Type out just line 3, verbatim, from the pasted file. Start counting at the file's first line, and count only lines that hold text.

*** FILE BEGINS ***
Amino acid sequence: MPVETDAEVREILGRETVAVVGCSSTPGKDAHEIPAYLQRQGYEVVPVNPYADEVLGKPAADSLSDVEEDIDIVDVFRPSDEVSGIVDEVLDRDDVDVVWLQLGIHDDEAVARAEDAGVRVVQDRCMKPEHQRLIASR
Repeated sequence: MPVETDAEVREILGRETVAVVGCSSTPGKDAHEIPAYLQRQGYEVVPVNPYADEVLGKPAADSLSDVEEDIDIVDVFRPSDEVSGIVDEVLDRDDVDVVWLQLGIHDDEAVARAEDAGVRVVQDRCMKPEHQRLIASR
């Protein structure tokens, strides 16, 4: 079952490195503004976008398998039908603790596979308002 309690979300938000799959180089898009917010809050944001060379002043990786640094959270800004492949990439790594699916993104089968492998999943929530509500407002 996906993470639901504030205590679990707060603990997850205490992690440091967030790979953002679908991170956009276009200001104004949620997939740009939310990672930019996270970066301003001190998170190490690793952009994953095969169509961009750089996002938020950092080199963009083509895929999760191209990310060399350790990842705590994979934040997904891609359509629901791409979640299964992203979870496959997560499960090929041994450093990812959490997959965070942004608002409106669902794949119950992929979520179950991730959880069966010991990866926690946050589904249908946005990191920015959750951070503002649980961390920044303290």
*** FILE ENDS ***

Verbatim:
């Protein structure tokens, strides 16, 4: 079952490195503004976008398998039908603790596979308002 309690979300938000799959180089898009917010809050944001060379002043990786640094959270800004492949990439790594699916993104089968492998999943929530509500407002 996906993470639901504030205590679990707060603990997850205490992690440091967030790979953002679908991170956009276009200001104004949620997939740009939310990672930019996270970066301003001190998170190490690793952009994953095969169509961009750089996002938020950092080199963009083509895929999760191209990310060399350790990842705590994979934040997904891609359509629901791409979640299964992203979870496959997560499960090929041994450093990812959490997959965070942004608002409106669902794949119950992929979520179950991730959880069966010991990866926690946050589904249908946005990191920015959750951070503002649980961390920044303290």